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US preparing more than $100 million in aid for Palestinians

US preparing more than $100 million in aid for Palestinians
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The Biden administration is ramping up its support for Palestinians as part of efforts to restore ties severed during former President TrumpDonald TrumpTrump mocks Murkowski, Cheney election chances Race debate grips Congress US reentry to Paris agreement adds momentum to cities' sustainability efforts MORE's tenure, which saw U.S. policy tilt heavily in favor of Israel.

The U.S. Agency for International Development (USAID) and the State Department have sent notification to Congress of their intent to deliver approximately $125 million in assistance to the Palestinians, according to a congressional source.

The funds were largely appropriated in the 2020 budget, but the Trump administration blocked nearly all aid since it severed ties with the Palestinian Authority in 2018.

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The financial assistance being readied by the State Department and USAID includes $75 million to support economic growth, increase access to basic needs and programs that engage with Palestinian society in the West Bank and Gaza.

Congress was further notified that USAID will provide $10 million for cross-border, people-to-people reconciliation activities.

The State Department will also deliver $40 million from the 2016 and 2017 budget that is meant for security cooperation programs, in particular International Narcotics Control and Law Enforcement funds for activities in the West Bank.

The State Department declined to comment on the total U.S. assistance being readied for the Palestinians but spokesperson Ned Price said on Wednesday that American support and financial assistance for the Palestinians “is consistent with our values. It is consistent with our interests.”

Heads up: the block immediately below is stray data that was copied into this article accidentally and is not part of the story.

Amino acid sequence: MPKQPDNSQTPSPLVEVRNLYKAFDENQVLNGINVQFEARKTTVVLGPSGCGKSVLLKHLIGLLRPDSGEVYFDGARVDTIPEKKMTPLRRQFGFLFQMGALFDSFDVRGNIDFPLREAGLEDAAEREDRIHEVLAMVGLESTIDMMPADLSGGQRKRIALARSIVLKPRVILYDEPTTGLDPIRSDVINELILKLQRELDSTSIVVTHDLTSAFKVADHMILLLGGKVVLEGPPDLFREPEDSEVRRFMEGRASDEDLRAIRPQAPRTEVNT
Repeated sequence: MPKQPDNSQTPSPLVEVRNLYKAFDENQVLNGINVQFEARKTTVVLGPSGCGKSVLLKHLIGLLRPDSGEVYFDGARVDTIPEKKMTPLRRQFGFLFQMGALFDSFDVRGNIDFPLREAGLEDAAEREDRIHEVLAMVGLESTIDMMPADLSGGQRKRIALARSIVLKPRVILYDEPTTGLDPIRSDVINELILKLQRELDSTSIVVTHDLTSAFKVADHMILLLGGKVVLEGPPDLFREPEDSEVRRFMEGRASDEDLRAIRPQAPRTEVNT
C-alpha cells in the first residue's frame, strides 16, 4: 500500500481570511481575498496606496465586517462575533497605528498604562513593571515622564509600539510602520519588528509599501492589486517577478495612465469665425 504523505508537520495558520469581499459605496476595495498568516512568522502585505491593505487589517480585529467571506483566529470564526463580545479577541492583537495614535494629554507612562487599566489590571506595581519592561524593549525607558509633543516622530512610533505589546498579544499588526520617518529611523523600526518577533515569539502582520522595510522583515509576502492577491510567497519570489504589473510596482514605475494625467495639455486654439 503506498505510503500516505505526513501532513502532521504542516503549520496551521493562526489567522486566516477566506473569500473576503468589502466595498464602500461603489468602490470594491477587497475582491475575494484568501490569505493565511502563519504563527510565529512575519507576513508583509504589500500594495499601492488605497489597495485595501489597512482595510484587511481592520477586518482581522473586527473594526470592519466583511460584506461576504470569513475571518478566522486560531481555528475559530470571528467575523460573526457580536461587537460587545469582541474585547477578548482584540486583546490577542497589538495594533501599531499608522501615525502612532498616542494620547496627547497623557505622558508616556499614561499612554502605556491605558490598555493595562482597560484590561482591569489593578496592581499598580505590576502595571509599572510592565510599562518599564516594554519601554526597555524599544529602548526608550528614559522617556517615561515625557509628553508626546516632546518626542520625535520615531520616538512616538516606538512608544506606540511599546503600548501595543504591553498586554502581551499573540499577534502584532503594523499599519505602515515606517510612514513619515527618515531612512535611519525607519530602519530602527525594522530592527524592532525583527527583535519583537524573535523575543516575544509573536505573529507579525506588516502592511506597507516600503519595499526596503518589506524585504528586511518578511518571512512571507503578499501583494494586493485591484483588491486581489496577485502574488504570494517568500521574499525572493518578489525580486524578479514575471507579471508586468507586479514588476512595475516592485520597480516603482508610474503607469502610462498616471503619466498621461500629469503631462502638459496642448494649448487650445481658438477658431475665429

He added, “Of course, it is consistent with the interests of the Palestinian people. It’s also consistent with the interests of our partner Israel, and we’ll have more to say on that going forward.”

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The notifications to Congress follow an announcement last week by U.S. Ambassador to the United Nations Linda Thomas-GreenfieldLinda Thomas-GreenfieldAnti-Trump foreign policy group releases lawmaker rankings on global affairs US preparing more than 0 million in aid for Palestinians Five reasons why America needs to pay its peacekeeping bill MORE that the Biden administration will provide $15 million to the Palestinians to address the COVID-19 pandemic.

The pandemic assistance funds were the first delivery of humanitarian aid to the Palestinians since President BidenJoe BidenHouse panel approves bill to set up commission on reparations Democrats to offer bill to expand Supreme Court Former Israeli prime minister advises Iran to 'cool down' amid nuclear threats MORE took office in January.

The Trump administration had offered about $5 million in assistance at the outset of the pandemic, but it's unclear if the funds were accepted by the Palestinian Authority — which rejected assistance from the U.S. in response to the former administration's actions while also seeking to avoid opening itself up to litigation under anti-terrorism laws in the U.S.

Trump was a staunch advocate for Israel whose support drew outcry from Palestinians. Trump recognized Jerusalem as Israel’s capital and moved the U.S. Embassy there, offered U.S. recognition to Israeli communities in the contested West Bank, ended support for the U.N. agency for Palestinian refugees and largely eliminated all assistance to the Palestinians over criticisms that the Palestinian Authority supported terrorism.

But the new tranche of funds is expected to be a gesture of kindness from the Biden administration. The Associated Press reported that this assistance will be used in part to regain the “trust and goodwill” of the Palestinians following icier relations during the former Trump administration. 

Biden had earlier stated his intention to restore relations with the Palestinians, reopen a diplomatic mission to the Palestinian Authority and support efforts for negotiations between Israelis and Palestinians to achieve a two-state solution — goals that were reiterated in remarks by the acting U.S. Ambassador to the U.N. Richard Mills shortly after Biden took office.

"President Biden has been clear in his intent to restore U.S. assistance programs that support economic development and humanitarian aid for the Palestinian people and to take steps to reopen diplomatic missions that were closed by the last U.S. administration,” Mills said in remarks to the U.N. Security Council on Jan. 26.